A Conversation with Edward Riche
St. John’s writer Edward Riche has been named the 2014 writer-in-residence in the Department of English Language and Literature. He writes for radio, television, film, theatre and has published three novels. He has received the Thomas Head Raddall Award for his 2004 novel Nine Planets.
You studied chemistry initially at Memorial before transferring to Concordia for film studies. When and how did you discover writing as a career?
I had a summer job as a chemist in Finland and applied to Concordia Film School on a whim. I thought I liked movies and might want to make them, only learning later that I really hadn’t seen enough to make that determination. Finally seeing the Godard and Fellini, the experimentalists of the 1960s and 1970s, the New German Cinema, at that time of my life, consigned me to art.
What are your plans for the next few months?
I’m going to offer editorial guidance on screenplays and novel manuscripts and, with Lisa Moore, help a group of students produce some radio plays.
Who have been your mentors as a writer?
I’ve benefited greatly from the wisdom of a video artist in Toronto name of Michael Balser and the English theatrical giant Ken Campbell. Both are gone now. The director Charlie Tomlinson has been a sage critic and guide over the years, usefully impossible to impress.
What’s the best piece of advice anyone ever gave you?
Andy Jones told me to “fail big”, to have no minor failures only full blown creative catastrophes.
You’ve been called one of Canada’s funniest writers. What do you personally find funny?
Evelyn Waugh’s comic writing sets the standard in prose. CODCO were brilliant, as smart and funny as any comedy in the English language. Thurber’s stories and those in Woody Allen’s “Side Effects” are unequalled works of short comic fiction.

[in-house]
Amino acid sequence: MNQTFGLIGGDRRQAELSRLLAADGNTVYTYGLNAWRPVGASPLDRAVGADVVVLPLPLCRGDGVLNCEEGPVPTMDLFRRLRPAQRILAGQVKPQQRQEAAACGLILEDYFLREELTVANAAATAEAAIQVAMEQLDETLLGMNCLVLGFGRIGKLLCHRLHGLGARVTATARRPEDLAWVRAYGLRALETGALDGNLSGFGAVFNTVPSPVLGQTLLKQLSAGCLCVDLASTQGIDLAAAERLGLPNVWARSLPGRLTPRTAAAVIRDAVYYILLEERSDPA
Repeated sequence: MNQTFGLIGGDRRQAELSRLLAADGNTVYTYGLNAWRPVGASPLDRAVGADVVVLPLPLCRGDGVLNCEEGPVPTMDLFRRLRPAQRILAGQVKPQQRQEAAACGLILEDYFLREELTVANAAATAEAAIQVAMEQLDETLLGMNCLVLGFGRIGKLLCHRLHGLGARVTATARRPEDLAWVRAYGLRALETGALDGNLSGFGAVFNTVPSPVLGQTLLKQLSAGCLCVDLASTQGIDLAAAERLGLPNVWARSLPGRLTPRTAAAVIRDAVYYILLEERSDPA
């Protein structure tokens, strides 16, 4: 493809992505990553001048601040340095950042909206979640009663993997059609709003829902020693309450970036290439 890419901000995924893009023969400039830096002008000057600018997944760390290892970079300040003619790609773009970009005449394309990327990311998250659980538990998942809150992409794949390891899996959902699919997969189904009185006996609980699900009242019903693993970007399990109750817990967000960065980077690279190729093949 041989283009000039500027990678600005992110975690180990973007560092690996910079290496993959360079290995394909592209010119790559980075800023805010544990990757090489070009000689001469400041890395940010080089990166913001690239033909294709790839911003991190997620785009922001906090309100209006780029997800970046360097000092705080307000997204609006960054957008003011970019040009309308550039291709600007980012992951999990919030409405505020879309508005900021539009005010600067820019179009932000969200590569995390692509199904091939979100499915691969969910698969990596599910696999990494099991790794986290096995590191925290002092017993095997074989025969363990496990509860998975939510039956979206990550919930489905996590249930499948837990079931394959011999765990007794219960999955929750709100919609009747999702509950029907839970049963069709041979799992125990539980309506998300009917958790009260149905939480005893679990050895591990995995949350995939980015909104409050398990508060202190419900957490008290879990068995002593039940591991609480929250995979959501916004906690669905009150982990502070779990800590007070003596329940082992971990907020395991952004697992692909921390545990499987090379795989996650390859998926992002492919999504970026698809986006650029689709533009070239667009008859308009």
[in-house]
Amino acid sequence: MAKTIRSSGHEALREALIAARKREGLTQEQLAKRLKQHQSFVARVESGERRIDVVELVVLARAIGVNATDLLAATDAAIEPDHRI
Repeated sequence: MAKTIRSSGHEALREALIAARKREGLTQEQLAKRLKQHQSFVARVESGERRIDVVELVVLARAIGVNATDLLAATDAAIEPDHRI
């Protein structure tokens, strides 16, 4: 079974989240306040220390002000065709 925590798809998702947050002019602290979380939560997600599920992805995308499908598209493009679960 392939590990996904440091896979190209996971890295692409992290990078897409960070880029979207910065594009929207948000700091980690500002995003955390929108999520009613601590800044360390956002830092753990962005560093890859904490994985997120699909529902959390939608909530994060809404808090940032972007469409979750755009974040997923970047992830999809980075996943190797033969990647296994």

You’ve written novels, for television, and for stage and screen. Do you have a preference and to what do you attribute that versatility?
I’ve had to work into different mediums to make a living. I was lucky enough to be gigging during the heyday of Canadian television, when there were shows like “Slings and Arrows”, “DiVinci’s Inquest”, “Made in Canada”, being produced. The quantity and quality of Canadian television declined in the last decade. (The clumsy, expository dialogue of the “procedural” was a contagion.) There’s now talk of a return to more smartly-scripted “Premium Cable” fare but I haven’t yet seen evidence the notoriously timid Canadian broadcasters will take the necessary creative risks.
My favorite medium is radio. Unfortunately CBC Radio no longer produces scripted material so it’s not something that can be practiced professionally in Canada.
You’re very active on Twitter – what do you like about it?
It is, or was, a fascinating new medium. The enforced concision let it sometimes mimic witty conversation. But recent changes are making it as tedious as Facebook. There’s also the fundamental problem of the users being the content, essentially unpaid writers for Twitter. Once they begin monetizing it in any real way, once the “sponsored” content begins to dominate I will cease using it.
What are you working on right now?
I am finishing a novel and a play. I’ve been commissioned to write two feature films. I am developing television projects with Sue Kent, Nik Sexton and Steve Cochrane that are probably too funny and challenging for the Canadian industry.
Edward Riche will read from his work on Wednesday September 24, 7 p.m. at the Suncor Energy Hall. All are welcome and parking is available in lot 15B.